The California Occupational Safety and Health Appeals Board (OSHAB) recently issued two decisions of interest to employers in California. In In re Calvary Chapel of San Jose, the Board examined issues concerning an inspection warrant and the exclusion of evidence acquired during an inspection. In In re 99 Cents Only
Articles Discussing California Workplace Health And Safety Issues.
As the temperatures cool outside, the regulations for indoor heat illness prevention are heating up. Cal/OSHA has been working on a proposed Indoor Heat Illness Prevention Standard since 2017. In the spring Cal/OSHA Standards Board published a draft standard and announced a public hearing on Heat Illness Prevention in Indoor Places of Employment.
The draft indoor heat illness prevention standard continues to work its way through the Occupational Safety and Health Standards Board’s rulemaking process. On November 9, 2023, the Board published proposed modifications to the draft indoor heat illness standard, which were based on suggestions the Standards Board received during the August
On October 10, 2023, Governor Newsom signed Senate Bill (SB) 723, which moves the expiration the right of recall rights for employees in the hospitality and service industry from December 31, 2024, to December 31, 2025. The bill adds a presumption that a separation due to a lack of business,
On October 7, 2023, Governor Newsom signed Senate Bill (SB) 700, which makes it unlawful under the Fair Employment and Housing Act (FEHA) for an employer to discriminate against a job applicant based on information regarding prior use of cannabis that is learned from a criminal history.
However, SB 700
On September 30, 2023, California Governor Gavin Newsom vetoed Senate Bill No. 686, legislation that would have extended California’s existing occupational safety and health laws and regulations to the domestic service industry.
On August 17, 2023, the California Division of Occupational Safety and Health (Cal/OSHA) Standards Board held its monthly meeting and received public comments on the proposed indoor heat illness prevention standard. Multiple stakeholders expressed concerns about the proposed regulation’s overbroad scope, lack of scientific data to support the control measures,
Cal/OSHA has long been able to cite employers for violating stringent outdoor heat illness regulations, that apply to all “outdoor places of employment.” As a consequence, indoor work spaces subjected to high heat conditions have largely been untouched by Cal/OSHA, or held to much looser standards.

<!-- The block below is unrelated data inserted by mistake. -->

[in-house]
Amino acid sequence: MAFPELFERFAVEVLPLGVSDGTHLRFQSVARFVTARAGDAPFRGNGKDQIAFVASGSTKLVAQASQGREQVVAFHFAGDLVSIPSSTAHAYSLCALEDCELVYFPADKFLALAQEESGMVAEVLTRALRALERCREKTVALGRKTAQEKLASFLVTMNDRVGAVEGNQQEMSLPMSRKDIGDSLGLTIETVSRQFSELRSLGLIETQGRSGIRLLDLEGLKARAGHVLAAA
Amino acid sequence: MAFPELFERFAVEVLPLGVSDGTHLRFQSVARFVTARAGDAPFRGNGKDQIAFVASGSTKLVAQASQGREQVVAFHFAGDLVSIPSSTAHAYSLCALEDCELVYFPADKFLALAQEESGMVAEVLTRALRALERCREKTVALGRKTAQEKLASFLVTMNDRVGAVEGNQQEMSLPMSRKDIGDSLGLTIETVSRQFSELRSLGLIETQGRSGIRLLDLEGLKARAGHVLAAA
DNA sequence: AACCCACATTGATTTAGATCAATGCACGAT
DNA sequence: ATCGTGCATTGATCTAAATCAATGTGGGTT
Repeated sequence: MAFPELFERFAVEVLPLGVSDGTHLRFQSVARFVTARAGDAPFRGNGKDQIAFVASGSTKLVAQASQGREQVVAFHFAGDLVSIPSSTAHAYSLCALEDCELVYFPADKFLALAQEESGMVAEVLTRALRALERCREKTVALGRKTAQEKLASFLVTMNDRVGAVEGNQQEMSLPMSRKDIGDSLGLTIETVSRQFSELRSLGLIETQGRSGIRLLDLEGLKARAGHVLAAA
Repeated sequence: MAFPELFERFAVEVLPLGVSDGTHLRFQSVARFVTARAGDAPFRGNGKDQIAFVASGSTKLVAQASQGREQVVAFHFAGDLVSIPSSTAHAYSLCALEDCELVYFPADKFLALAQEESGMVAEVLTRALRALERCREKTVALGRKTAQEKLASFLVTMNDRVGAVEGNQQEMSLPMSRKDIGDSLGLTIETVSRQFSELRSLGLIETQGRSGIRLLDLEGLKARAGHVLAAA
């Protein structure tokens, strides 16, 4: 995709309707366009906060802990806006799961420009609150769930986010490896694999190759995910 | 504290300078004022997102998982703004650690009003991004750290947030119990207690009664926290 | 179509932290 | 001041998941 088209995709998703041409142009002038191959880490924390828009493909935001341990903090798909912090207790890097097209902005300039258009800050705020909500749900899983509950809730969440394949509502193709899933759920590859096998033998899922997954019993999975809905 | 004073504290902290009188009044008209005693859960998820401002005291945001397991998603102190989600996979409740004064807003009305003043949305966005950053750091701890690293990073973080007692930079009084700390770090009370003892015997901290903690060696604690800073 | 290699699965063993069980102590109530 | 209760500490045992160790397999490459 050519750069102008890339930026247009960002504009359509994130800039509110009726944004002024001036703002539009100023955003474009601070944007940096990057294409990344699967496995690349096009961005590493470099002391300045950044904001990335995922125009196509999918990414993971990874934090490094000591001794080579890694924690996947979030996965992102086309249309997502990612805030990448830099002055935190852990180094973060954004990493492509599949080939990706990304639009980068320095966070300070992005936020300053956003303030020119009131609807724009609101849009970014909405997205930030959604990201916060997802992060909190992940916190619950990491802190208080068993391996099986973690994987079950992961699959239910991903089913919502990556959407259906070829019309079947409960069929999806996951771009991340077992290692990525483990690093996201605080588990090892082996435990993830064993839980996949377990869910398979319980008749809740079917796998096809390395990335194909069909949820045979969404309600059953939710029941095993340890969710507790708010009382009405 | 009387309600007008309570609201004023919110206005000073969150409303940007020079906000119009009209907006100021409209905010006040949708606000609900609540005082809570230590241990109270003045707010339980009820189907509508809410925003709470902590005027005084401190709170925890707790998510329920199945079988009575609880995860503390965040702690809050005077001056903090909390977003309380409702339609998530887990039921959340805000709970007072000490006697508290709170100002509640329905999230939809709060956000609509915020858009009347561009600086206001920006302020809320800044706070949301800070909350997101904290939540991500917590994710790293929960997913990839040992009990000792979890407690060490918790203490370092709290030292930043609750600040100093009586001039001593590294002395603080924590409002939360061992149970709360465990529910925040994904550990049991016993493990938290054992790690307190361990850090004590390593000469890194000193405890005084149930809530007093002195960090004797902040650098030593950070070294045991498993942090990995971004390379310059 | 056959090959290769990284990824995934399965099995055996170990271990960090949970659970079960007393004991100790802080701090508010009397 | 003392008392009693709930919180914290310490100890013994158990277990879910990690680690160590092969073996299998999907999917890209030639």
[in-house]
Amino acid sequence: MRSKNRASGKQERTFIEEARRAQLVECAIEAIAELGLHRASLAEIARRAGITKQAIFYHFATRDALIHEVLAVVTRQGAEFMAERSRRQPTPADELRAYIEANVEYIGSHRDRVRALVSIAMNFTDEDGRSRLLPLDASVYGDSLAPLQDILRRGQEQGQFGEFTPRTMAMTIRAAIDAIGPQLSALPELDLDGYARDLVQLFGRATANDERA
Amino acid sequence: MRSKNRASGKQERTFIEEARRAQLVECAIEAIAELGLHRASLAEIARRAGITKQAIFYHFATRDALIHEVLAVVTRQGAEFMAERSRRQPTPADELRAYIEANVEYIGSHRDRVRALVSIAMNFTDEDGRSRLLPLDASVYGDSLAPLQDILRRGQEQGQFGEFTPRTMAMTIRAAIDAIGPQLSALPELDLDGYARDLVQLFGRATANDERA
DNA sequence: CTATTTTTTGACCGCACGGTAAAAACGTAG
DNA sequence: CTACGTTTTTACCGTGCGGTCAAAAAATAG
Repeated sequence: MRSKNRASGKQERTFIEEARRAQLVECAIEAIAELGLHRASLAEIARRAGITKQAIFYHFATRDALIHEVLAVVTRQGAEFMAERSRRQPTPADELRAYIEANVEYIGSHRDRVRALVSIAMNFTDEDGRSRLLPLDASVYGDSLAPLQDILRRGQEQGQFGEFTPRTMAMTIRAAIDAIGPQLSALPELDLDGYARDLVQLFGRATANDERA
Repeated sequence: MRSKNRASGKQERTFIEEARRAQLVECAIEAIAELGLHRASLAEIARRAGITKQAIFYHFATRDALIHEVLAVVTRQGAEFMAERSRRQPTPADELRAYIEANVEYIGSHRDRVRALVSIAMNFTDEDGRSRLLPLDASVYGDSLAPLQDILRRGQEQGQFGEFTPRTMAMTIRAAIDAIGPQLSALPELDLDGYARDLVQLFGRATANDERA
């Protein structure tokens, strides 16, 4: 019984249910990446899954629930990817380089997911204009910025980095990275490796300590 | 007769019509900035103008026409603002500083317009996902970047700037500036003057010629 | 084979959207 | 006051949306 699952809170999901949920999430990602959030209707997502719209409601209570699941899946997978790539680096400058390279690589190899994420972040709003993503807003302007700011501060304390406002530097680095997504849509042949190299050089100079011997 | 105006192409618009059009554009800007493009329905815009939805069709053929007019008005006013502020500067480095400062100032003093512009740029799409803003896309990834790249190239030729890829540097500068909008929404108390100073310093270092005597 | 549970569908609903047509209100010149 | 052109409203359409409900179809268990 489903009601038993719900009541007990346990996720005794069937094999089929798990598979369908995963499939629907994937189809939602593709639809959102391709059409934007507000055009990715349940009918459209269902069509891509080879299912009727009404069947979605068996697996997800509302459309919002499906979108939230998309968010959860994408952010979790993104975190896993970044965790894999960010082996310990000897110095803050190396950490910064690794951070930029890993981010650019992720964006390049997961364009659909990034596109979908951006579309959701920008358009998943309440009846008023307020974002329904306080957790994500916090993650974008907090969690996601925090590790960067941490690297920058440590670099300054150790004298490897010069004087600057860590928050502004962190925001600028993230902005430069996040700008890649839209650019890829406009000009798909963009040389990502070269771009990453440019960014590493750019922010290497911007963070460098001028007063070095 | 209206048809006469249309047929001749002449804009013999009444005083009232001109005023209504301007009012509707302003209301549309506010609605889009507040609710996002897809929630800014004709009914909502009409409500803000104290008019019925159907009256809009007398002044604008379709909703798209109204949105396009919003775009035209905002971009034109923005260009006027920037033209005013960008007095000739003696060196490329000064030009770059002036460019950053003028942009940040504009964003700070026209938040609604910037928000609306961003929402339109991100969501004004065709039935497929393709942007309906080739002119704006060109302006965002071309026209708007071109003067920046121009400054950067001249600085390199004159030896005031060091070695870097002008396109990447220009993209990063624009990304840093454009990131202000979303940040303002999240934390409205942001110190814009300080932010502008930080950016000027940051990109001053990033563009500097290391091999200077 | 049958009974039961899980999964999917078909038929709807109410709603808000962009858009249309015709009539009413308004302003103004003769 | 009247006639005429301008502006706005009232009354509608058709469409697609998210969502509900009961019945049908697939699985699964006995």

That is all about to change with Cal/OSHA’s new indoor heat illness regulation, which is positioned to be approved in the coming weeks. With both heat illness regulations, Cal/OSHA will have full authority to enforce heat-illness standards across all workplace environments, and all California workers will be covered by either the indoor or outdoor standard.
On August 9, 2023, the California Division of Occupational Safety and Health (Cal/OSHA) convened an advisory committee to provide input on proposed emergency changes to Title 8, section 5204, Occupational Exposures to Respirable Crystalline Silica, of the California Code of Regulations.
California has officially, and for the first time, provided protections for users of recreational marijuana within the employment context. California Assembly Bill (“AB”) 2188, which takes effect on January 1, 2024, amends the Fair Employment and Housing Act
On August 4, 2023, the California Occupational Safety and Health Standards Board (OSHSB) issued its notice to amend the existing Title 8 of the California Code of Regulations to add section 3396, heat illness prevention in indoor places of employment. The Standards Board received public comments regarding the proposed regulation
On July 20, 2023, the Cal/OSHA Standards Board approved promulgating an Emergency Temporary Standard for Respirable Crystalline Silica (Silica). The Silica ETS will require the fabricated stone industry to protect its employees from silica exposure. According to Cal/OSHA, engineered stone, which is cut to create countertops in home construction, is
The Supreme Court of California recently held that the California Workers’ Compensation Act does not bar an employee’s spouse from bringing a negligence claim against the employer where the employee contracts COVID-19 at the workplace and brings the virus home to the employee’s spouse. The court also held that an
Since the beginning of the COVID-19 pandemic, employers have often asked about the limits of liability for workplace COVID-19 infections that spread to family members. Last week, the California Supreme Court gave us answers.
The California Supreme Court in Kuciemba v. Victory Woodworks, Inc was asked to rule on two questions by the 9th Circuit:
If an employee contracts COVID-19 at the workplace and brings the virus home to a spouse, causing injury, does the California Workers’ Compensation Act (WCA) bar the spouse’s